I remember being in an Eastern European literature class and my favourite university professor asking us if we believed in ‘engines’.  I was so confused and looked around the class to see if anyone else was.  They all looked comfortable agreeing or disagreeing with the questions.  I just couldn’t understand how anyone could NOT believe in engines.  I mean, they make everything work! Eventually, I realized he was asking about Angels… This memory has been popping up the past few days as we’ve been trailing a new pattern:  an angel (or engine).   A few days ago I found the wonderful pattern website, Knitables.  It is a lovely collection of animal patterns which you can purchase individually or in sets (there is a safari set, a bear set, a summer garden set) and the wonderful thing is that a portion of the price goes to two charities, the Marie Curie Hospice, Penath and Bobath Children’s Therapy Center in Wales.  I contacted Sarah Gasson, the designer to ask if she would allow us to use her Christmas patterns for a set of tree ornaments and lucky for us, she was delighted! So the next few weeks will see a flurry of training and buying yarn in Christmas colours. We tried the angel and the first attempt was, well, scary.  We didn’t have the right yarn colours and I didn’t print a photo for the knitters to look at during assembly.  The result:  a rather evil looking angel. Attempt number 2 was much, much...
More knitters join the team

More knitters join the team

Since a few months after we began working at Toul Sambo, other community members who did not join the training have been asking if we will do more training and hire more knitters.  We haven’t been in a position to do so but informed them that once we expand and increase our sales, we will look to recruit more knitters.  Two women from an adjacent community, however, took initiative and learned how to knit on their own.  One woman learned from Sok Mae and Touth Chayron (if you were a sponsor of one of these knitters, you can be doubly proud now :)).  Every time one of our staff have gone to visit they community they have come out for the meeting and asked if there was anything they could do.  A few times, no one wanted to knit a certain animal, so they did.  And they showed they were willing and committed, finishing everything well and quickly. We also had some problems at Toul Sambo because many of the knitters did not want to mattress stitch their completed products.  Not our two new knitters! So last week I realized that we needed more people working on the large Magnificient Magnetic Monkey and asked the two new ladies if they wanted to come in for a day of paid training.  They did and I was amazed!  They are incredible knitters!  They are as fast as Rofi (and she’s fast) and they pick up new skills pronto.  We also trained Navy and Poan on the monkeys as well and now have tripled the monkey work...
Learning Cables and Arans

Learning Cables and Arans

A few weeks back my wonderful and talented seestor in Canada, sent us a copy of the Harmony Guides Cables and Arans book. We’d been slowly working our way through the Lace and Eyelets book and after teaching a simple cable, it seemed the knitters were keen for more. So I put in a request with seestor and she kindly donated the book to CK.   So after a few days of pouring through the book, we started learning new techniques such as Twist 2 back or front, Cable 4 or 5, and so on.  We’ve got a lot more to learn (including Teacher Me), but we’ll get it.  As always, the knitters are fast to pick up anything...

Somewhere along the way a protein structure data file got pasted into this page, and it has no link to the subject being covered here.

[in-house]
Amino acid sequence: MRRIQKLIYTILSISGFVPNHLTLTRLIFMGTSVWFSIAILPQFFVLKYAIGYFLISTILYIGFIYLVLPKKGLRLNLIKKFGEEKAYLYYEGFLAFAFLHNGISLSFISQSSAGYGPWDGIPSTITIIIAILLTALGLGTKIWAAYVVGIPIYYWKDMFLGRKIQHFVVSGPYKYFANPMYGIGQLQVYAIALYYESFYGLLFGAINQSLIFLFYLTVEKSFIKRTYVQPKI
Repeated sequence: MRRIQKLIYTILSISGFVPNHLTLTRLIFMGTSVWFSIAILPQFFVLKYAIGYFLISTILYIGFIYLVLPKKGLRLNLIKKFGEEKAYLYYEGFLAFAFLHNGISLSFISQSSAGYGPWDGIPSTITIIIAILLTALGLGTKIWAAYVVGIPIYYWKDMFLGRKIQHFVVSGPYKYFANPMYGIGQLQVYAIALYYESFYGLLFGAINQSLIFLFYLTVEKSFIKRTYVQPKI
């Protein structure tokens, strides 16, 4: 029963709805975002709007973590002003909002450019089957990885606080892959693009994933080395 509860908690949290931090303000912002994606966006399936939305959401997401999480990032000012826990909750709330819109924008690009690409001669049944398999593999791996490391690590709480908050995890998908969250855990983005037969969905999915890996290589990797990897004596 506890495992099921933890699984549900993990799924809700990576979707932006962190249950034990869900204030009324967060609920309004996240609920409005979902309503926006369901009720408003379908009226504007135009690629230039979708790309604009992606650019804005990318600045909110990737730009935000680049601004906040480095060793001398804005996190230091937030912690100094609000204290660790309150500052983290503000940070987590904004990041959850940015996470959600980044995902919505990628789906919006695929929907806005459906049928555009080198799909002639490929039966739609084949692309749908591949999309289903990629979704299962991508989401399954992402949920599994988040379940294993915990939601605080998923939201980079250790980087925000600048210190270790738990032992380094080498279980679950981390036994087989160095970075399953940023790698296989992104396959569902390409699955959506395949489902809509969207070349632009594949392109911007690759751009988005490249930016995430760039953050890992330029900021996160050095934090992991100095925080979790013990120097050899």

Magnificient Magnetic Monkeys

Magnificient Magnetic Monkeys

Our wonderful friend and supporter, Veronica Sherman of Happily Made in Cambodia has recently spurred us into a new product direction.   A few months back, she took dozens of our finger puppets back to Australia for some sales she organized to promote fairly made, Cambodian products including her own line of clothes.  The finger puppets sold well and Veronica fell in love with one of the animals in particular, the monkey. Veronica not only works tirelessly to bring employment opportunities to poor women in her community in Kampot, but she is also a bottomless pit of wild, wonderful ideas.   One of her latest is to use our monkeys for a series of simple roll up bags made from recycled or cut off fabrics.  She commissioned us to make a monkey with a closed body, legs and longer arms containing magnets.  The arms will wrap around the bags and grasp them.  After a couple iterations, we finalized the new Magnetized and Magnificent Monkey! Below is a photo of the first gang hanging out at the office before their departure for Kampot.  The final product will be the first of hopefully more, called Two Birds, because by purchasing a bag with attached MMM, you are supporting two projects. For those of you who knit and want to make this pattern yourself, we say ‘go for it’.  The pattern is available from the wonderful Etsy store of Raynor Gellately here.  Each animal comes with three patterns for the body, two for the legs, all with clear instructions and photos.  We only changed the arms by making them longer, adding a stitch for...